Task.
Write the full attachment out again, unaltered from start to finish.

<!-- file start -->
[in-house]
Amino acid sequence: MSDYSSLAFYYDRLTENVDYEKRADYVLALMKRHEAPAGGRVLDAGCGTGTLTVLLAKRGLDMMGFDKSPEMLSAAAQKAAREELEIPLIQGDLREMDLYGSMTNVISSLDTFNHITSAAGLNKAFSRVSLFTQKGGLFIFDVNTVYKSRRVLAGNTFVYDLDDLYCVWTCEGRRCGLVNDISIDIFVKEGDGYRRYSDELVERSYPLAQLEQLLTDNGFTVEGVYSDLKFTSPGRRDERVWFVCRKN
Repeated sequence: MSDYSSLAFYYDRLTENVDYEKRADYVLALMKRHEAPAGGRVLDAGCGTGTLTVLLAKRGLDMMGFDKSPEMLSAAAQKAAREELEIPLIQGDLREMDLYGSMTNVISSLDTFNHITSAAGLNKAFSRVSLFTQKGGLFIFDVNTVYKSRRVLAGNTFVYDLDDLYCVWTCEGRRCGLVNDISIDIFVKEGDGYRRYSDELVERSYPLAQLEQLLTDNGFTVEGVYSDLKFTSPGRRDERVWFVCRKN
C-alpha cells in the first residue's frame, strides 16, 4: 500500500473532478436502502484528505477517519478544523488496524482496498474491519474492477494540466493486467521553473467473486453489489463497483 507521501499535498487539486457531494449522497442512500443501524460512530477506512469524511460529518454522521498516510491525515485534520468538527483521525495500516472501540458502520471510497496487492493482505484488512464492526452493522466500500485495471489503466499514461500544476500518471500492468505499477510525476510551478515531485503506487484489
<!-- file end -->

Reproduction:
[in-house]
Amino acid sequence: MSDYSSLAFYYDRLTENVDYEKRADYVLALMKRHEAPAGGRVLDAGCGTGTLTVLLAKRGLDMMGFDKSPEMLSAAAQKAAREELEIPLIQGDLREMDLYGSMTNVISSLDTFNHITSAAGLNKAFSRVSLFTQKGGLFIFDVNTVYKSRRVLAGNTFVYDLDDLYCVWTCEGRRCGLVNDISIDIFVKEGDGYRRYSDELVERSYPLAQLEQLLTDNGFTVEGVYSDLKFTSPGRRDERVWFVCRKN
Repeated sequence: MSDYSSLAFYYDRLTENVDYEKRADYVLALMKRHEAPAGGRVLDAGCGTGTLTVLLAKRGLDMMGFDKSPEMLSAAAQKAAREELEIPLIQGDLREMDLYGSMTNVISSLDTFNHITSAAGLNKAFSRVSLFTQKGGLFIFDVNTVYKSRRVLAGNTFVYDLDDLYCVWTCEGRRCGLVNDISIDIFVKEGDGYRRYSDELVERSYPLAQLEQLLTDNGFTVEGVYSDLKFTSPGRRDERVWFVCRKN
C-alpha cells in the first residue's frame, strides 16, 4: 500500500473532478436502502484528505477517519478544523488496524482496498474491519474492477494540466493486467521553473467473486453489489463497483 507521501499535498487539486457531494449522497442512500443501524460512530477506512469524511460529518454522521498516510491525515485534520468538527483521525495500516472501540458502520471510497496487492493482505484488512464492526452493522466500500485495471489503466499514461500544476500518471500492468505499477510525476510551478515531485503506487484489